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Millions of investors are familiar with the concept of "dollar-cost averaging" – meaning that they buy a fixed dollar amount of something regularly over time regardless of share price.
Today I want to share a Total Wealth Tactic that can help you build bigger profits faster.
In case you are not familiar with the term "dollar-cost averaging," it's simply a means of accumulating investment assets by buying the same dollar amount of shares at some predetermined regular interval, regardless of the market price at that time.
Using this tactic ensures that you're always buying low when an opportunity arises.
I like it because buying more shares at lower prices and buying fewer shares at higher prices is a big win over time.
Doing so harnesses the natural ebb and flow of prices, which means that you'll wind up with higher profits down the line as a company matures and more investors pile in as the price goes up.
How It Works
This is an especially good tactic to use on stocks you might otherwise think are "too expensive" for your retirement – think Apple Inc. (Nasdaq: AAPL), Alphabet Inc. (Nasdaq: GOOGL), and Amazon.com Inc. (Nasdaq: AMZN).
Imagine you automatically send $300 each month toward a stock, let's call it XYZ, for your retirement fund. It's April and shares of the stock are trading at $50 per share. Your automatic purchase of $300 worth translates into six shares:
$300 ÷ $50.00 = 6 shares
In May, perhaps there is geopolitical tension that drives the stock down to $30. But, in sticking to your disciplined approach, you still devote $300 as planned. This time, your automatic $300 purchase translates into 10 shares:
$300 ÷ $30.00 = 10 shares
The following month, it trades at $46.15. You automatically devote another $300 and purchase 6.5 shares:
$300 ÷ $46.15 = 6.5 shares
By July, let's say that there's a rally and the stock hits $54.50 per share. You automatically pick up another 5.5 shares:
$300 ÷ $54.50 = 5.5 shares
After your July purchase, you're sitting on 28 shares for an average buying price of $42.85 per share. In total, you spent $1,200 ($300×4).
Now, consider if you had instead spent all that $1,200 in one go back in April.
$1,200 total investment ÷ $50.00 per share = 24 shares
What I like about dollar-cost averaging is that it helps keep risks low yet returns high, because it prevents you from investing a single large amount at the wrong time… like now, for example, if you're one of millions of investors worried prices could drop further.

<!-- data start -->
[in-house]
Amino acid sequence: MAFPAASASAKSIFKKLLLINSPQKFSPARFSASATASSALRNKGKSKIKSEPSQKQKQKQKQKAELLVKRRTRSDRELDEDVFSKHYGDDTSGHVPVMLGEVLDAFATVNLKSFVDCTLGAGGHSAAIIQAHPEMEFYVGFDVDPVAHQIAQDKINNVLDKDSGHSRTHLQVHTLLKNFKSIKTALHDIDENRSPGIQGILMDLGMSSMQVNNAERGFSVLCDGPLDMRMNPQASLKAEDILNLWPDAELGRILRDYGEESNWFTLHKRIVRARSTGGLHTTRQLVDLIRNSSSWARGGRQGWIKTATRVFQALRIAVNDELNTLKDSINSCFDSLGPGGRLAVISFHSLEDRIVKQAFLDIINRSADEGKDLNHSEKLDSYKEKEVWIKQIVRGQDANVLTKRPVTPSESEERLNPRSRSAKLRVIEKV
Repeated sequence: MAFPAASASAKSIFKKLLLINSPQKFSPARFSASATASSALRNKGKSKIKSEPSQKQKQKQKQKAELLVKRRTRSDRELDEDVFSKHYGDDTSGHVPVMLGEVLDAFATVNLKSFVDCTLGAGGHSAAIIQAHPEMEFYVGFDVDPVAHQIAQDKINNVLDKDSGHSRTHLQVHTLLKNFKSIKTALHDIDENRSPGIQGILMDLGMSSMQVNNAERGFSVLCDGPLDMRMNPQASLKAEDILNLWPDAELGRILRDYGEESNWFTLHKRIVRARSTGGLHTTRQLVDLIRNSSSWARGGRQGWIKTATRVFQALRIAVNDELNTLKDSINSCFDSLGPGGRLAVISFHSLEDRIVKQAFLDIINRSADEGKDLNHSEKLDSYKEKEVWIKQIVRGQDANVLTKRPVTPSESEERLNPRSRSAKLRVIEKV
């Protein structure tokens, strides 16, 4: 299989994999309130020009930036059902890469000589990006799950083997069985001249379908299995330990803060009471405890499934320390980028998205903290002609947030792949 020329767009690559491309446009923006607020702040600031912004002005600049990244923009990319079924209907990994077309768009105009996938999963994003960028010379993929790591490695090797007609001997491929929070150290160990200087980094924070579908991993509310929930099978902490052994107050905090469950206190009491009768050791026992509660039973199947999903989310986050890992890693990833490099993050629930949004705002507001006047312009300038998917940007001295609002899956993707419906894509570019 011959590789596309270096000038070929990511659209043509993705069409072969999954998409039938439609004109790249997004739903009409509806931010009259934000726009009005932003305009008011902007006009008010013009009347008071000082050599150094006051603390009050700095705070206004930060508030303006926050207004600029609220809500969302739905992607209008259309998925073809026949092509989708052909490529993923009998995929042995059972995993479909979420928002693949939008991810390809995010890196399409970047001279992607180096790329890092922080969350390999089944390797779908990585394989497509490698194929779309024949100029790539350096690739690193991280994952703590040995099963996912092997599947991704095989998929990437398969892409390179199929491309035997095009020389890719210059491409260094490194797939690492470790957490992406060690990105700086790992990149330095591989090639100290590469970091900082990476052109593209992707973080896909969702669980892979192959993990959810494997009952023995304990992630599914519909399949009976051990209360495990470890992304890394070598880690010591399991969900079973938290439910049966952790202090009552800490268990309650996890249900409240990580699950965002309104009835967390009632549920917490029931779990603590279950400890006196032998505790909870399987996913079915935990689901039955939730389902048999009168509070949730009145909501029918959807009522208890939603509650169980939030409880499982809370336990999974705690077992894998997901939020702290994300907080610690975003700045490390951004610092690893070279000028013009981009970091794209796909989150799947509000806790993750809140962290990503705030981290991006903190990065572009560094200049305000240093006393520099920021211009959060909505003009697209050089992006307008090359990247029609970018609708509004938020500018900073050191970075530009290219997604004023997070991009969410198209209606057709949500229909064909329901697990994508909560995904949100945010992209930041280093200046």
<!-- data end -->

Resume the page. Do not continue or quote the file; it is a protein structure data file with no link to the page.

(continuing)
I'm also a big fan of the discipline dollar-cost averaging instills because it takes emotion out of the equation.
And finally, dollar-cost averaging forces you to buy more shares when prices are low, while fewer shares are purchased when prices are high. Over time, your basis – a fancy way of saying your total cost – actually drops and that, in turn, means you have that much more upside.
Here's an Example…
Imagine investing $10,000 into Apple in September 2008.
You'd be sitting on 421 shares worth only $5,313 as of March, 3, 2009, when people thought the end of the financial universe was upon us.
Had you dollar-cost averaged in for three months starting that same September, though, your holdings would be sitting on 581 shares worth $7,333 on the same day. Both are losses and that's no fun.
Here's where it gets interesting – and very profitable.
Apple would have to rise only $4 per share for you to break even if you'd dollar-cost averaged in, versus needing gains of $11 per share for you to break even if you went all in.
More to the point, 12 months later you'd be sitting on profits of 37.98% because of dollar-cost averaging, versus barely breaking even had you invested all at once.
I think that's a powerful and very compelling performance advantage that capitalizes on your skepticism yet keeps you in the game…
…even if stocks still have a ways to go before they find another bottom.
Now for the good stuff.
About the Author
Keith is a seasoned market analyst and professional trader with more than 37 years of global experience. He is one of very few experts to correctly see both the dot.bomb crisis and the ongoing financial crisis coming ahead of time - and one of even fewer to help millions of investors around the world successfully navigate them both. Forbes hailed him as a "Market Visionary." He is a regular on FOX Business News and Yahoo! Finance, and his observations have been featured in Bloomberg, The Wall Street Journal, WIRED, and MarketWatch. Keith previously led The Money Map Report, Money Map's flagship newsletter, as Chief Investment Strategist, from 20007 to 2020. Keith holds a BS in management and finance from Skidmore College and an MS in international finance (with a focus on Japanese business science) from Chaminade University. He regularly travels the world in search of investment opportunities others don't yet see or understand.